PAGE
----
Crushing the Rear View Mirror and other Confidence-Building Tips

Many of us experience periodic bouts of  low self-confidence that can temporarily impair  self-esteem.  Here are some simple steps  to ease some of the negative feelings and help us regain our sense of self-worth.

1. Do an honest and  comprehensive strengths and weakness assessment

Instead of focusing on the weakness list (which people with lack of confidence tend to do) focus on core strengths and resolve to find ways to utilize them in your every day life and interactions. Playing to your Strengths Ask trusted friends and family members for feedback on what they value most about you, or how they see you. For many insecure people there is an enormous discrepancy between their self image and the view of significant others.

2. Assessing Expectations is Next

Are our expectations of self reasonable?  In this age of role-strain,  multi-tasking and constant digital demands it is important to review the expectations that govern our everyday lives and set performance goals. Are they realistic?  One solution is to prioritize core expectations and outsource or dump the less critical. We are mere mortals.

3. Let go of obsessing about the “why” and over-analysis.

“Fake it till you make it”  is the mantra of many successful people. If you are “afraid of success’ and crippled in moving up a ladder you might have to “just do it.”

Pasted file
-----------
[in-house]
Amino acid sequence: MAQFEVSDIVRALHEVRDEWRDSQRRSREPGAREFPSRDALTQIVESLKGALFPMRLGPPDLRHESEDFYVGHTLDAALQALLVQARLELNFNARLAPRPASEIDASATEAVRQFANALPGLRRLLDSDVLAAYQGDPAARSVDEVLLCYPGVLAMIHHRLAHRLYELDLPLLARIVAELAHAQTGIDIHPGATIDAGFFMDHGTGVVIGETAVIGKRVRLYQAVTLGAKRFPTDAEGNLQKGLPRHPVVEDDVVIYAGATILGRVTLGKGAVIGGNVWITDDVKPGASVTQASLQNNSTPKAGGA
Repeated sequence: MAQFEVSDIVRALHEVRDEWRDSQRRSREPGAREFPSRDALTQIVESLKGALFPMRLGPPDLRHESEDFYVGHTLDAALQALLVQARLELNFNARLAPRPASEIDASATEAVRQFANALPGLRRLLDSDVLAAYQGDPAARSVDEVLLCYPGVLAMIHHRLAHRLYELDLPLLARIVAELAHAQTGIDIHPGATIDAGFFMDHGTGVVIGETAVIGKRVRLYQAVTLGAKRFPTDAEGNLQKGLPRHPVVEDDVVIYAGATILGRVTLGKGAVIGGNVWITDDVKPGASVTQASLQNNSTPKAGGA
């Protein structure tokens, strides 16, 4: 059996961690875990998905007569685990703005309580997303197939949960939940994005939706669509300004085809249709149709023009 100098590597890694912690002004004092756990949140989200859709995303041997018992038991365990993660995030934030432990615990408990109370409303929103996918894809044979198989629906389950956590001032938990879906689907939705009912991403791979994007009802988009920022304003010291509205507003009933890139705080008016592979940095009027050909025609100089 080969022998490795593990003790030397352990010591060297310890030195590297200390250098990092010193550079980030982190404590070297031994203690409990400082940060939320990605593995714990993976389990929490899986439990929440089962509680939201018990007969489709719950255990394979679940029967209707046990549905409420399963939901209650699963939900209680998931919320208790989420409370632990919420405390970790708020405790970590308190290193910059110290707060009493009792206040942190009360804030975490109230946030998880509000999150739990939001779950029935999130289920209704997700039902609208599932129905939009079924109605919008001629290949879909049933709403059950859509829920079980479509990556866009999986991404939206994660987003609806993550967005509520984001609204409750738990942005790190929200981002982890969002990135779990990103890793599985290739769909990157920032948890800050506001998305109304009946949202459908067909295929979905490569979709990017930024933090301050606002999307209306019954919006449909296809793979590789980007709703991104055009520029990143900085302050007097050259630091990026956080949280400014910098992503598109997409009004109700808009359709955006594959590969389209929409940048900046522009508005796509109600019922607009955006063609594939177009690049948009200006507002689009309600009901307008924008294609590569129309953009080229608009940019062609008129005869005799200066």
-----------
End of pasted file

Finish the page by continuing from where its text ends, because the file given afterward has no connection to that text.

4.  Crush the rear view mirror.

Highly successful people do not spend much  time looking back and being overly self-critical. Moving forward and towards goals is a better way to harness your energy. Being positive is contagious.

5.   Work  on the projection of a more positive self image by working on your   posture,wardrobe, voice, and  overall presentation of self.

6.   (This might seem to contradict number 5. It doesn’t) .Worry more about connection than how you appear to others.

We usually do our best when we shift our consciousness from self to that of others.  Whether giving a presentation, interacting at a dinner party or talking with a client it is best to strive for connection. The rewards are great.

7. Exercise and care for self.

Emulate habits of more confident people. If you can’t invest in yourself why should anyone else? You are worthy.

8. Forgiveness is cleansing.

Forgive parents and other relatives, friends, bosses, colleagues, and acquaintances who have hurt you. Holding on damages us  more than the targets of of our resentment and anger.

9. Practice, rehearse. Study others who are confident.

10.Visualize positive outcomes.

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5 thoughts on “Crushing the Rear View Mirror and other Confidence-Building Tips

  1. Okay — I’m back. I’ve been thinking about this subject for quite some time now. It’s uneasy for me to think about it, to talk about it, to admit to poor self-image. I actually came to a revelation recently that I don’t have “low self-esteem” more so “fragile self-esteem”. That seems a bit easier to swallow!
    Let’s take this in order: